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10/20/2017 1:01:18 AM
9/22/2017 12:11:25 AM
Posted: 8/27/2005 10:19:13 AM EDT
I'm considering a career change and becoming a long haul driver is on the short list. I've always had professional management jobs for the past 20 odd years, but driving is something that has always appealed to me since I was a teen.

That said, can you give any advice, pros and cons, etc., about working for a long haul company as a driver for them (not owner/operator).

I realize that what a person sees on the highway ain't the whole story. This has been confirmed in brief restauraunt chats that I've had with drivers where they have mentioned problems at terminals, having to hire lumpers to offload, and so on...

If you would, just give me the good, the bad, and the ugly about the business.

Thanks in advance.
Link Posted: 8/27/2005 1:03:42 PM EDT
Go with some one like SWIFT,Schnieder,Werner,Transport America,for the first few years.(free training),hope your wife/girlfriend/Fiancee,realizes that you be gone for 2-3 weeks at a time. I was OTR for 5 years,LTL,for three,and just now am doing dedicated runs for a logistics company that services GM-Saturn.(I bring down rear axles from Detroit to a relay point in Erlanger Ky).
Link Posted: 8/27/2005 1:10:02 PM EDT
Kill yourself now. Don't drag it out. Admittedly, today is not a good day to ask me about trucking. If you MUST, then go with a big company. You'll be treated like an ant, but a regularly paid ant.
Link Posted: 8/27/2005 1:28:03 PM EDT
Don't do what I did!!!!! Don't go work for an Owner-Operator. Unless you're real good with money,saving for maintance,know where to buy fuel(fuel taxes,believe it or not,you WANT to pay high road fuel taxes) DO NOT BUY YOUR OWN TRUCK! Avoid companies that use brokers for all their freight. Stay out of truckstops as much as you can!!! Eat out of the truck as much as possible! The Cobra 29 is really all the CB you'll ever need,don't waste money on anything more.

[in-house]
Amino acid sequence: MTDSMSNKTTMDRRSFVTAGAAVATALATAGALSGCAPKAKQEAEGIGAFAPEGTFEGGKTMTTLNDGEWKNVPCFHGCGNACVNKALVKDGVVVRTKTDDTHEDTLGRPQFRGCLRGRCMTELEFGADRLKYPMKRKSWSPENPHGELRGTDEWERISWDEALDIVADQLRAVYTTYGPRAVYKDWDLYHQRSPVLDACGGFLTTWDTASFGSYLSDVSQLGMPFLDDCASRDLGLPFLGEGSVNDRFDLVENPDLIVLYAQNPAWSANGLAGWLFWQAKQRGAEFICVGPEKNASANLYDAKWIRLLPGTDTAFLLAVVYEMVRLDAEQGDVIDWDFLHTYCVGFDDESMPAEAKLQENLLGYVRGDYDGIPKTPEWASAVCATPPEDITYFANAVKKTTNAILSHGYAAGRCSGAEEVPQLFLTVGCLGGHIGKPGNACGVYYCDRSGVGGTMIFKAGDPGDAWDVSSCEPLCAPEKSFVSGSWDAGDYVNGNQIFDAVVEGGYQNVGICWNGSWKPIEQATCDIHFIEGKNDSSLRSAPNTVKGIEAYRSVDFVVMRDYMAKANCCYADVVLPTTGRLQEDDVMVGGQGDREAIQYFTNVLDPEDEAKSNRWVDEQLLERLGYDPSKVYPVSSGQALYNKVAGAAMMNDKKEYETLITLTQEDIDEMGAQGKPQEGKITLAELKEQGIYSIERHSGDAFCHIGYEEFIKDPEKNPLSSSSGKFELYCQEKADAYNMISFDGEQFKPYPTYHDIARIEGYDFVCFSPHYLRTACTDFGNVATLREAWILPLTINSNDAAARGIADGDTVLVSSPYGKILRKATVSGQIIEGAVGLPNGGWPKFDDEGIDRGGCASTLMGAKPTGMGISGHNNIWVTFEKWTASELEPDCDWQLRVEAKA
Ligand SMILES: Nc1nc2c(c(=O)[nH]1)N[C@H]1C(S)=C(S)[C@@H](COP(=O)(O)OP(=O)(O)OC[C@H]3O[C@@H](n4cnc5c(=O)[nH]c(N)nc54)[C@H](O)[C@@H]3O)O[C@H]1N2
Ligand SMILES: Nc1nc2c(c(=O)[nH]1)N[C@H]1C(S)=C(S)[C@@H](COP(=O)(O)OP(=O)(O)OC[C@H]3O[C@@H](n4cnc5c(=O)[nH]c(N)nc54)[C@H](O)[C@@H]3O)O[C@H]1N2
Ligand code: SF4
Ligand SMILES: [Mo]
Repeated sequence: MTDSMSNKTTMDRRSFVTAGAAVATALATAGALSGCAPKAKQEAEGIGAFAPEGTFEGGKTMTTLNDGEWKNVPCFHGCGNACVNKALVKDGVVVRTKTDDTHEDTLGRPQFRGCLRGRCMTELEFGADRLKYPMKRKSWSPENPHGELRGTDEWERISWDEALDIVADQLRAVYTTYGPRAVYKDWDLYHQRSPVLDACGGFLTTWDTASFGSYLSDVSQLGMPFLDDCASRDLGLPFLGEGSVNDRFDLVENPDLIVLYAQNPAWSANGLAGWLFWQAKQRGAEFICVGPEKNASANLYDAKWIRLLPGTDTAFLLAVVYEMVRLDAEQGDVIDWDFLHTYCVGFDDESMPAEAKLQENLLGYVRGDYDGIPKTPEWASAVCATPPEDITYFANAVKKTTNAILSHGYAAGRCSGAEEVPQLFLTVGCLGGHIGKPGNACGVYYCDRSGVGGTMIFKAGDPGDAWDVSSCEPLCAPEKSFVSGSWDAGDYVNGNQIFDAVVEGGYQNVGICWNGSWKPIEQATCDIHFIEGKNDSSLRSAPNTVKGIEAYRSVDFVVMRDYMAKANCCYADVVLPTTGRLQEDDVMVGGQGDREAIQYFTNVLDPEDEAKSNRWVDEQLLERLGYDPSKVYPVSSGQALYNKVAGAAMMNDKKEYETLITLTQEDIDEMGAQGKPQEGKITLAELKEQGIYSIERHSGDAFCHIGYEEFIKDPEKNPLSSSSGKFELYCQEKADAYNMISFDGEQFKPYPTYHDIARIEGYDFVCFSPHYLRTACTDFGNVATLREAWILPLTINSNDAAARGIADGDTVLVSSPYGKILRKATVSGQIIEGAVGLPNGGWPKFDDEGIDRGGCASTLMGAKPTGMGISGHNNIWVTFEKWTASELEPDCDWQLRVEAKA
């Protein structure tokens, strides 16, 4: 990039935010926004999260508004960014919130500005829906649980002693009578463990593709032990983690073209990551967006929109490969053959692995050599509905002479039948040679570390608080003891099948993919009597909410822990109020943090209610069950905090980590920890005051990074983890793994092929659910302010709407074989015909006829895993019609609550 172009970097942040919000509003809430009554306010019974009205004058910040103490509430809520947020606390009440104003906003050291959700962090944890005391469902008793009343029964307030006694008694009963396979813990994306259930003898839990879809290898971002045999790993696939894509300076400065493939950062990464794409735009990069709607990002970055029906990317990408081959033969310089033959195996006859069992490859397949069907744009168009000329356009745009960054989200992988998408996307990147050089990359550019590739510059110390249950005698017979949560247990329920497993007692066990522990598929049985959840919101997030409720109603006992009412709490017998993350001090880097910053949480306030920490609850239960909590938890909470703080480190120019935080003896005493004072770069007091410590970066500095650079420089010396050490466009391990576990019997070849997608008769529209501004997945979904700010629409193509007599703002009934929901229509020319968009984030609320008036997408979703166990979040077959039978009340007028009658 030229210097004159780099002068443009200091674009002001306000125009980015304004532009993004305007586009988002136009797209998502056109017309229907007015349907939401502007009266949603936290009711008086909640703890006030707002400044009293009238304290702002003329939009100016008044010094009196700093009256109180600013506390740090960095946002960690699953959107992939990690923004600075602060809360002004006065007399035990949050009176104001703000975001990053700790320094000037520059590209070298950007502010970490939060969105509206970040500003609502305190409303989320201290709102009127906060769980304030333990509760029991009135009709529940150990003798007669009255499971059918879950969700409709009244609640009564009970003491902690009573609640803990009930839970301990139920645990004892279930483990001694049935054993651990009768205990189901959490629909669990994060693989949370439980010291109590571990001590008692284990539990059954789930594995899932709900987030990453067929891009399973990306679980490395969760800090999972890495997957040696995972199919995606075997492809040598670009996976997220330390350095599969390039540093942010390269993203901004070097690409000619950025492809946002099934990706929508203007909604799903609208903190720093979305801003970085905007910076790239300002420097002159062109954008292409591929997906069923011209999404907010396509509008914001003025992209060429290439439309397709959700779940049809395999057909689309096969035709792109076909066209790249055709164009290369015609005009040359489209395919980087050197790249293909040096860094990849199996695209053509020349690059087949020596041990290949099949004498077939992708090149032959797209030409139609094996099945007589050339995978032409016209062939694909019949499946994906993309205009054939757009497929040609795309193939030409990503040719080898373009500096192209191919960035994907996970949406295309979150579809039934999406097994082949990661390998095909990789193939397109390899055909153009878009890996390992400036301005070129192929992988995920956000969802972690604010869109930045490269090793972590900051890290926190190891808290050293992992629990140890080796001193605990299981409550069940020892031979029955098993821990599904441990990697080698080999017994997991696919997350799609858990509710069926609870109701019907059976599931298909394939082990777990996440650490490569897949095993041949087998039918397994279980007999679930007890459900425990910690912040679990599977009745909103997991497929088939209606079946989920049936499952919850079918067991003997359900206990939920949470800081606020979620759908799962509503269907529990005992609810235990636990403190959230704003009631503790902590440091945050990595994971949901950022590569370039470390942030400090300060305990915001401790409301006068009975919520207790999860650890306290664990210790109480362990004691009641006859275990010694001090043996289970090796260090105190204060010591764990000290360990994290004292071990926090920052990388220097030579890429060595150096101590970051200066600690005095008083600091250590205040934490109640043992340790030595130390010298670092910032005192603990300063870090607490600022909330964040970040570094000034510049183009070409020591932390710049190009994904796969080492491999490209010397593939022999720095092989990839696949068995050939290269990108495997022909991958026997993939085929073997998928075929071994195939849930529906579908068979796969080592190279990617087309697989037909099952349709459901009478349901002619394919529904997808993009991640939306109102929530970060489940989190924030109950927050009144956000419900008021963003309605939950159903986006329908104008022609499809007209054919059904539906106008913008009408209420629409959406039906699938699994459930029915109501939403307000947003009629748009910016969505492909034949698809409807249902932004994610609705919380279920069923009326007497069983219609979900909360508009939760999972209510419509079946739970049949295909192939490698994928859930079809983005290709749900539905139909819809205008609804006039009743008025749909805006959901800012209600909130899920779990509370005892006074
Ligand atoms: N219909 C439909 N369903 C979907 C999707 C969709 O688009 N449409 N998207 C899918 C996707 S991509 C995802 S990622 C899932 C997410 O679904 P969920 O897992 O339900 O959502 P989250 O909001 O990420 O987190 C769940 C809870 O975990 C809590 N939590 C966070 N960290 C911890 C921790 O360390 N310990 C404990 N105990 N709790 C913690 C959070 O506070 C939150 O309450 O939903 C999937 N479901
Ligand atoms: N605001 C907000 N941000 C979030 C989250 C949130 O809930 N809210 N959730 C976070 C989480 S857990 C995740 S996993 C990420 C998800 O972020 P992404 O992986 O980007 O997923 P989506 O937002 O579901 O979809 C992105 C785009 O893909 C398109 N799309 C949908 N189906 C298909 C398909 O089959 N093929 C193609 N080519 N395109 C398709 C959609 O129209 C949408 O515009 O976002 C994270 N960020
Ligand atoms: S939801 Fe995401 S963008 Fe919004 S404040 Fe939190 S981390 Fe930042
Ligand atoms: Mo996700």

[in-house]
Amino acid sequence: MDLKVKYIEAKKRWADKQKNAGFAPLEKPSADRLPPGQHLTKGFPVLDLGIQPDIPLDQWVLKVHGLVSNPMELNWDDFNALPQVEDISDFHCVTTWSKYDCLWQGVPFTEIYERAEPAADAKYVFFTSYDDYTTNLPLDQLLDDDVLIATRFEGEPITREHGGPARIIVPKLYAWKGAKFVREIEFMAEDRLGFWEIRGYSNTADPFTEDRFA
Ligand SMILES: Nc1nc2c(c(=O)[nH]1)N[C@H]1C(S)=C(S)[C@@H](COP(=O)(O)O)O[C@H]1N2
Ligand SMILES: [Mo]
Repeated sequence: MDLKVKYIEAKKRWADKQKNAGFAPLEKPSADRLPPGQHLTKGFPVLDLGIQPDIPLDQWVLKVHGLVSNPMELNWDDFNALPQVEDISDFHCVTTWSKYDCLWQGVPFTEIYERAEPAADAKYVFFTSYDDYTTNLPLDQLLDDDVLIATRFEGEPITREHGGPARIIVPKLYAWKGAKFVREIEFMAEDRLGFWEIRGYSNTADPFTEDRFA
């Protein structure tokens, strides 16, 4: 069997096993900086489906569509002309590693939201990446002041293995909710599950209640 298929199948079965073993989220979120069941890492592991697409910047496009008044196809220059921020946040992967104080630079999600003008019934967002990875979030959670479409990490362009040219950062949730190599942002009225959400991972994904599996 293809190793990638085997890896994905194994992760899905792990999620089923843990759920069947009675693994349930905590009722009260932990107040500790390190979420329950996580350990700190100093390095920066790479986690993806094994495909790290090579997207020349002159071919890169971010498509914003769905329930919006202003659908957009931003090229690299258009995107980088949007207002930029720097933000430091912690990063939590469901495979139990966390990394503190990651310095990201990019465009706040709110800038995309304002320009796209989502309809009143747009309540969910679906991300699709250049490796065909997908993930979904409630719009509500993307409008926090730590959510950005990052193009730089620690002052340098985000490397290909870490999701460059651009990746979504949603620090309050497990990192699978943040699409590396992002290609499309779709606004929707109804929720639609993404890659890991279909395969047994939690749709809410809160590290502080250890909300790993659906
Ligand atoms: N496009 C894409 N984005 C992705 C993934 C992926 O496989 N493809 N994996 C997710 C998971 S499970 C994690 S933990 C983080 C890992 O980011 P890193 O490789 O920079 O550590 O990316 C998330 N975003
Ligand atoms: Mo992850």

Link Posted: 8/27/2005 6:30:36 PM EDT
Nationwide normally has some excellant advice for this sort of post.

I still have my class b cdl with passenger endorsements and stuff from driving a school bus. I consider it something to fall back on if I have too.

I suggest you head down to your local dmv, or maybe check online, and get the booklet for the cdl test and what not. This will let you start reading up on regs and rules and junk and give you some idea of what you are considering.

For how to make ends meet while on the road I would run some searches until you find some board with a lot of truckers talking trucks and what not since you should then be able to run some searches on that board and see the costs of "living" on the road.

There are some options for around town stuff if you pay for your own driving school, around here gravel hauling is a big deal.

One thing that is a big deal is your driving record, I keep mine clean but you should do some reading up on things and learn that a cdl is lost if you get 6 points on your license and a normal license gets double that. You just revert to the normal license, but that is your job. I think this is still the same but I have not driven for several years so this could easily have changed.

I will let the current truckers tell you more since I never did over the road stuff and can't think of much else to tell you.
Link Posted: 8/27/2005 9:10:52 PM EDT
It can get pretty boring beating down the road for 11 hours a day. If you ain't moving, you aren't making any money. Finding the right company is the hardest part. Sitting in a dock for 10 hours is no fun either. Depending on what you haul, very little physical labor involved.
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